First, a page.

The hardest part about the past, at least for me, is that you’re in so much of it. Remember that one Christmas when we were driving through North Dakota, which is mostly empty, and we passed that burned-out husk of an ice cream truck on the shoulder of the road? You told me [...]
The starter’s pistol punctured the air above the heads of the runners curled over like fetuses. Instantly they sprouted arms and legs. From his seat in the bleachers, Stan found it hard to tell which boy had made the best start. Nor could he pick out from among the eight brightly colored jerseys the [...]
Every Thursday night I sit quietly on a folding chair with five Silence Addicts in room B-11 under the Episcopal Grace church on Broadway. The room’s walls and floors are covered with orange shag carpeting – amateur sound-proofing done years ago by the minister’s son, who apparently planned to record a Christian acoustic-rock [...]
Cody Black says that running away isn’t about highways and strangers you care about more than friends, that it’s about something else inside you that you love so much it hurts, hurts enough to haunt you the rest of your life. And I’ve told him that I was haunted only when I pleased [...]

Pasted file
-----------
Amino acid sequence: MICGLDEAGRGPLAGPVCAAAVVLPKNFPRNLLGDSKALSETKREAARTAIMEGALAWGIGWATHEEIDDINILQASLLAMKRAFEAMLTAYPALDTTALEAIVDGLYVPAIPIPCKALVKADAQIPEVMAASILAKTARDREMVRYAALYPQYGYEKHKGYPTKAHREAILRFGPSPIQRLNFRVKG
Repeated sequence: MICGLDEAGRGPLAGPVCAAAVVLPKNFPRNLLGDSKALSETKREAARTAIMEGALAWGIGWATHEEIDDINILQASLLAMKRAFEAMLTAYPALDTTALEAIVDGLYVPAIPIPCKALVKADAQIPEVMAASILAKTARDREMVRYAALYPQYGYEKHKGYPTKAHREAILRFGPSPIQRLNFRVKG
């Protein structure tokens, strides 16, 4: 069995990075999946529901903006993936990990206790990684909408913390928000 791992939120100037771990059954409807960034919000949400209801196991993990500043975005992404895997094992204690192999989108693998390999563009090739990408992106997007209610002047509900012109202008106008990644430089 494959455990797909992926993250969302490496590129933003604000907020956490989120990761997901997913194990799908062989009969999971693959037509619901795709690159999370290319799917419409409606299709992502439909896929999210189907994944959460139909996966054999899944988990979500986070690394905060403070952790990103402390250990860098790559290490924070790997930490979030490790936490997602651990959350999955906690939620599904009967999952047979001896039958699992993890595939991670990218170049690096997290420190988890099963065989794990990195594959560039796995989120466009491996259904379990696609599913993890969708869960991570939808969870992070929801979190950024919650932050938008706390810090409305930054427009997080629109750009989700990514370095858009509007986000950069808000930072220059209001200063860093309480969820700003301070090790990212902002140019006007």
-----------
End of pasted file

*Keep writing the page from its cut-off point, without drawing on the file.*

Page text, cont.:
I was in my fifties and David had touched sixty when we met for lunch on a cool fall day in a Pan- Asian restaurant in the heart of Chelsea. Our on-line correspondence had escalated to animated phone conversations and, finally, to a face-to-face encounter. I liked his workmanlike gloves, his orange parka, and [...]
We were playing paleontologist in the sandy long jump pit at Robert E. Lee middle school track as Mom ran laps.
I was nine and Danny was six. The rules were simple. He would close his eyes and turn around, as I buried one of his dinosaurs under a layer of coarse tan sand then he had to dig and find it.
Going to the track with Mom was the only part that I didn’t like about summer. She was always training for a new race, which was okay during the school year because she would run while we were in school, but in the summer we had to come with her, and there is only so much a pair of brothers can do in a sand box.
My father decided I should go to Sunday school. “I want you to see how the other half lives,” he said. He was sitting at the kitchen table as he spoke. The remnants of the previous night’s activity were scattered around him: bottles, a beer mug and a large ashtray full of cigarette butts. [...]
From her vantage point, she can see a pedestal Kohler kitchen sink, an old freezer, and toilets: one with an old-fashioned pull chain, another in olive drab, and the third a tea-colored porta john with the words FriendlyFlush barely legible. A kayak is next to a canoe that is next to an ancient treadmill.
I’m not sure how Has Anybody Seen My Gal? became the quintessential ukulele song. Maybe it had the perfect melody for the instrument, enough razzmatazz in the lyric to produce a smile from just about anyone, including a big one from my Dad. If I didn’t know any better, I’d have sworn it was his favorite song – far above Haggard’s Working Man Blues